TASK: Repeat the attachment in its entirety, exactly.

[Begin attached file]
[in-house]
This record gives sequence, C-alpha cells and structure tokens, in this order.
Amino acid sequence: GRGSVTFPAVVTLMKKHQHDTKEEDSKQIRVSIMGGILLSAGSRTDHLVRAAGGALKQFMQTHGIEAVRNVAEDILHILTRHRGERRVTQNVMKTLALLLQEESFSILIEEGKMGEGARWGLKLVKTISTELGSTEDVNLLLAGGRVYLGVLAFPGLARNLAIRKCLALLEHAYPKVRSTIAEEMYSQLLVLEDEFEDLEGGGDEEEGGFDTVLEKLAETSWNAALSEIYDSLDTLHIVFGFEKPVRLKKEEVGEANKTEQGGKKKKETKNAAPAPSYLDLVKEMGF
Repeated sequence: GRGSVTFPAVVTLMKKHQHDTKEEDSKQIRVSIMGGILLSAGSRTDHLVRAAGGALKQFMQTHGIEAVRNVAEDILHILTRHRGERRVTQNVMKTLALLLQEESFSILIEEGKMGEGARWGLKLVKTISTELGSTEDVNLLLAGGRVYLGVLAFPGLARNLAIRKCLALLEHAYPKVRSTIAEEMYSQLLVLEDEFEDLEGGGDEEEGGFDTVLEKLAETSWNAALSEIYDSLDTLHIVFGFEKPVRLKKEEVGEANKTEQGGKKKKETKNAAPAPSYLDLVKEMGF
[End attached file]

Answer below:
[in-house]
This record gives sequence, C-alpha cells and structure tokens, in this order.
Amino acid sequence: GRGSVTFPAVVTLMKKHQHDTKEEDSKQIRVSIMGGILLSAGSRTDHLVRAAGGALKQFMQTHGIEAVRNVAEDILHILTRHRGERRVTQNVMKTLALLLQEESFSILIEEGKMGEGARWGLKLVKTISTELGSTEDVNLLLAGGRVYLGVLAFPGLARNLAIRKCLALLEHAYPKVRSTIAEEMYSQLLVLEDEFEDLEGGGDEEEGGFDTVLEKLAETSWNAALSEIYDSLDTLHIVFGFEKPVRLKKEEVGEANKTEQGGKKKKETKNAAPAPSYLDLVKEMGF
Repeated sequence: GRGSVTFPAVVTLMKKHQHDTKEEDSKQIRVSIMGGILLSAGSRTDHLVRAAGGALKQFMQTHGIEAVRNVAEDILHILTRHRGERRVTQNVMKTLALLLQEESFSILIEEGKMGEGARWGLKLVKTISTELGSTEDVNLLLAGGRVYLGVLAFPGLARNLAIRKCLALLEHAYPKVRSTIAEEMYSQLLVLEDEFEDLEGGGDEEEGGFDTVLEKLAETSWNAALSEIYDSLDTLHIVFGFEKPVRLKKEEVGEANKTEQGGKKKKETKNAAPAPSYLDLVKEMGF